Eye For Film >> Movies >> Night's End (2022) Film Review
Reviewed by: Jennie Kermode
People often make comparisons between Jennifer Reeder’s work and that of David Lynch, and when they do so, they usually go on to talk about characters or setting. There’s a particular kind of slow tracking shot, however, at which both those directors excel, whilst others struggle in vain to capture it. It’s used at key points in this film, inside a shared building, creeping up towards the door of a flat. A simple enough movement, but it will send a shudder down your spine.
Ken (Geno Walker) hasn’t left the flat for some time. We learn from his online conversations with his friends and his ex-wife Kelsey (Kate Arrington) that he has become agoraphobic; he has also had a serious drinking problem and has struggled to cope with many aspects of day to day life. He’s trying to get back on track now, making arrangements for his kids to visit and trying to generate an income by setting up a YouTube channel which offers marketing tips. He still has a way to go with building up his confidence as a presenter, and asks friends to help him. It’s during one of these conversations that a stuffed bird falls off the wall behind him, changing everything.
We’ve all been in those situations where something which looked securely balanced was just very slightly off, waiting to fall at the slightest disturbance. They can be unnerving but we take them in our stride. In the context of the conversation he’s having, though, the incident sparks a question: could his flat be haunted? Because there’s an eager audience out there for haunting videos. It so happens that there is a creepy story attached to it, as there is with any number of places. Perhaps it’s true and perhaps it’s not, but there is real danger along the path which Ken then decides to pursue.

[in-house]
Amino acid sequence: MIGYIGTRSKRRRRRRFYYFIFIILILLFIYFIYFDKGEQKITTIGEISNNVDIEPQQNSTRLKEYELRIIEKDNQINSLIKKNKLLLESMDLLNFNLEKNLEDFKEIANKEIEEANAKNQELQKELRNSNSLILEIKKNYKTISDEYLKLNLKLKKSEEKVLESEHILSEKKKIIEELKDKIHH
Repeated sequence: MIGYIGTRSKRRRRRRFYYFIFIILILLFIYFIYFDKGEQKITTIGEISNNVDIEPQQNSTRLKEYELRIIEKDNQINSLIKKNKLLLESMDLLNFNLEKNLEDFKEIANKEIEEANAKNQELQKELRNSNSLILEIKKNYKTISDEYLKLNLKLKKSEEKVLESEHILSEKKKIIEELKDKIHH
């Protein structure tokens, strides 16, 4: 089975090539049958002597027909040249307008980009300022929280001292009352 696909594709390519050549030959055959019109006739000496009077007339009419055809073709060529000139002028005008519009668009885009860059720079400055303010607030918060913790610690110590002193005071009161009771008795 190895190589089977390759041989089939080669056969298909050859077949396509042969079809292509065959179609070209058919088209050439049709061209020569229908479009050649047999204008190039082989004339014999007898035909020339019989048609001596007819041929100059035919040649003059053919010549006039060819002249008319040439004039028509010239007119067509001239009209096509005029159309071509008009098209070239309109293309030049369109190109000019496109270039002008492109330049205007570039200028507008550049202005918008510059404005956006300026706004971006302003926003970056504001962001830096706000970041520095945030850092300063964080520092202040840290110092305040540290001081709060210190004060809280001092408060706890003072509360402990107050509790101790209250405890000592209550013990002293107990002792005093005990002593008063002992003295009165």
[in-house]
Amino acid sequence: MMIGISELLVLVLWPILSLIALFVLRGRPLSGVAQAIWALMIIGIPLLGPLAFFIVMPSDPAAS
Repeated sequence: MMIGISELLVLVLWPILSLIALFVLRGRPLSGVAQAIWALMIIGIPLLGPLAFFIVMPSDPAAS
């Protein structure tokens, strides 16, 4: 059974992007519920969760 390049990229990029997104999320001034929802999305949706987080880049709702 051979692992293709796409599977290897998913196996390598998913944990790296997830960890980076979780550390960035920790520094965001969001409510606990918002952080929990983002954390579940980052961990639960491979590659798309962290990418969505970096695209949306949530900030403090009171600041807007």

Though it’s set almost entirely in a single location, this doesn’t feel like your average lockdown film, and the extensive use of screen-based communication doesn’t deplete the tension. What it does do is make way for an exploration of the occult which is playful, satirical, and ultimately horrific, with a twist which may be obvious to a lot of viewers but is understandably not obvious to characters we come to care about. Addressing the occult through online communication is a wonderful way to explore a form of horror focused on the exchange of ideas, and fits neatly into a centuries-old genre tradition even as it spoofs modern approaches which already look dated.
Reeder understands her subject matter well and has great fun with the Dark Corners video channel where part of the action takes place, the ideal venue for bringing together people who like to dabble in what might be dangerous matters and people who might be a little more experienced. There are background themes here around trust online, misinformation and the appeal of cults and conspiracy theories, but they never get too heavy. Michael Shannon provides some comic relief, cast against type as Kelsey’s new partner, and the relationship between the couple and Ken is touching, with no evidence of jealousy but a good deal of concern.
In a good haunted house film, we’re always watching the background. Online communications inspire something similar, with people taking the opportunity to get a glimpse into each other’s homes. Kelsey looks for evidence of how Ken is looking after himself. Viewers look for evidence of something more disturbing, and in due course, the film will deliver. Don’t expect big fights or oceans of gore (although there is a little). Reeder is more interested in disconcerting viewers and instilling a sense of inescapable dread. She does this with flair. Simple images are enough. It’s the ideas that matter.Reviewed on: 30 Mar 2022
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